I used HeeksCNC to generate the tool paths to cut out the part. Here you can see the part positioned in the 6 orientations it will be cut in. With the six positions every spot on the car should get a good change to have the tool cut the surface at a close to normal direction to prevent needed to use extremely close contouring lines. 
And here is a screen shot of one of the finishing profiles.
And finally at video of one of the programs.
Note that I will manually cut the front of the car with a band saw and create a good looking tip to the car.

CO2 Car Body Design

After I picked up the CO2 car kit from the scout shop I started work on the design of the body. I use Alibre CAD here at home and for consulting work. It is proficient for most mechanical CAD work I do, but I have not been impressed by it's surfacing capability. But hey nothing in in my home use budget is going to compare to software like Unigraphics NX (read >$30,000).

So I whipped up a few lofted and swept profiles and created this model. 

Co2 Car body Design

 I ran the simulation in Project Falcon creating these results:
The car as a coefficient of friction of .34 and a drag force of .17 newtons a 60 mph. The coefficient of drag is not really all that great, but it is difficult to get much better because the hole where the Co2 cartridge goes creates a large low pressure zone with lots of eddy current (seen as the blue traces in the picture). The .17 newtons of drag is the best result I came up with out of all the preliminary designs I did. So I'm fairly confident this is a near optimum shape.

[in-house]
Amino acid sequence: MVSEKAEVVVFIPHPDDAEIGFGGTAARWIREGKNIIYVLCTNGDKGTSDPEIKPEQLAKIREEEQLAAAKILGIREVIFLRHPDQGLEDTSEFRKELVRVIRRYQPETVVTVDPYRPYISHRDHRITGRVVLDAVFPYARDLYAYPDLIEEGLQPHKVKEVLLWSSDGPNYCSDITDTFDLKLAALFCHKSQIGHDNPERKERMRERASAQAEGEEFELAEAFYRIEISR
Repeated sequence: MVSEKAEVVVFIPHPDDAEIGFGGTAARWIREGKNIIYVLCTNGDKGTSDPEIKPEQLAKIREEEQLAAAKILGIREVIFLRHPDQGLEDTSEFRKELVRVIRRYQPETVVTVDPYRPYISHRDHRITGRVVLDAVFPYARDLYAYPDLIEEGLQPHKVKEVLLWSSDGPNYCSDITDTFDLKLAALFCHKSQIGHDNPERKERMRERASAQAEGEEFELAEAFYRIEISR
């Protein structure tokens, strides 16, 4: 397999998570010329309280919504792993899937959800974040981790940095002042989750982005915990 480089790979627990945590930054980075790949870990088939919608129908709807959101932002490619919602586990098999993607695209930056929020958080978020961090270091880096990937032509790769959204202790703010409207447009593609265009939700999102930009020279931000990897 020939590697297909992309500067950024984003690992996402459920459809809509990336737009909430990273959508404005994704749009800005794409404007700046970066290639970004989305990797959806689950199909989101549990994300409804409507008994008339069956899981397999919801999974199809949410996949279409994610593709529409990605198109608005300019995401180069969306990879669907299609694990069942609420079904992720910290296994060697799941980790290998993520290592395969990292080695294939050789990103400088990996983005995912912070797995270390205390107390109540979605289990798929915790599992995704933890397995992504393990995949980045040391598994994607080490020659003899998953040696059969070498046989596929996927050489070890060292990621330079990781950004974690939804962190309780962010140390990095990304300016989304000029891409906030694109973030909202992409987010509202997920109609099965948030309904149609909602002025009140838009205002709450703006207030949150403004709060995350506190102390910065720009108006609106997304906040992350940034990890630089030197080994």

But What about mass? isn't that the most important parameter? Well if you look at the bottom of the car, you will notices that behind the front wheels the main portion of the body is hollow. I didn't spend as much time reducing weigh as possible, but I didn't do any stress analysis to determine how thin I could go, so the design is a bit sub par in that aspect.

However the point is that this is for fun, and I'm having fun with it up to this point.

Wind Tunnel

A few hours after hearing about the CO2 car contest I found myself in my basement determining if I had all the parts to build a wind tunnel. I made a quick BOM (bill of materials) and decided that I didn't have everything I needed to build a wind tunnel. But then I wondered, are the aerodynamic effects of the car significant? I figured that the main parameters influencing the speed of the car were roughly in order were: